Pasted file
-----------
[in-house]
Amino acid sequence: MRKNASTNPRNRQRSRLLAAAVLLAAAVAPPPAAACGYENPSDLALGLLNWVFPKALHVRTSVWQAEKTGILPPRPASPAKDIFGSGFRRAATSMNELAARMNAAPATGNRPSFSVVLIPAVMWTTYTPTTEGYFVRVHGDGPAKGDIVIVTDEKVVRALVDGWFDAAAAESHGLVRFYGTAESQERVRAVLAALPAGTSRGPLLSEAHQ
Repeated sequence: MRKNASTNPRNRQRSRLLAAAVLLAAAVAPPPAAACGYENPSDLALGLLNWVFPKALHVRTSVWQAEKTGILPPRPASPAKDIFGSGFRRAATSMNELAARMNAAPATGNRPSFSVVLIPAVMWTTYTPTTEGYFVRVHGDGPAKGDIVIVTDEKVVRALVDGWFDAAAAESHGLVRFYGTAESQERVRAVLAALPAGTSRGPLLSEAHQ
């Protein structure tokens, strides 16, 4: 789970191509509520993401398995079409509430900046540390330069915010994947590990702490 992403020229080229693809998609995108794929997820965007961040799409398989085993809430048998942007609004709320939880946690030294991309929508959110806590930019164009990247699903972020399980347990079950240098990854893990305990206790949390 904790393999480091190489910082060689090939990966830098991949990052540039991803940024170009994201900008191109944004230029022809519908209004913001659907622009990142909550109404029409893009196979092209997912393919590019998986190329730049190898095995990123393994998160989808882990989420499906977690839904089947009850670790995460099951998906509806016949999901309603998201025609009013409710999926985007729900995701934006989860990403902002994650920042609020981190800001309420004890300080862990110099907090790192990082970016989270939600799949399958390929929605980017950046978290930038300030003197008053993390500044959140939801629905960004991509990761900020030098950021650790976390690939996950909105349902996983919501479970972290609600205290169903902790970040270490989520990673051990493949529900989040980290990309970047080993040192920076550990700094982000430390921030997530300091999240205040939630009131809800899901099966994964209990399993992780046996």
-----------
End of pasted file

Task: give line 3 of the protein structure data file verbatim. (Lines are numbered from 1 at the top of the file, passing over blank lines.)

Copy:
Repeated sequence: MRKNASTNPRNRQRSRLLAAAVLLAAAVAPPPAAACGYENPSDLALGLLNWVFPKALHVRTSVWQAEKTGILPPRPASPAKDIFGSGFRRAATSMNELAARMNAAPATGNRPSFSVVLIPAVMWTTYTPTTEGYFVRVHGDGPAKGDIVIVTDEKVVRALVDGWFDAAAAESHGLVRFYGTAESQERVRAVLAALPAGTSRGPLLSEAHQ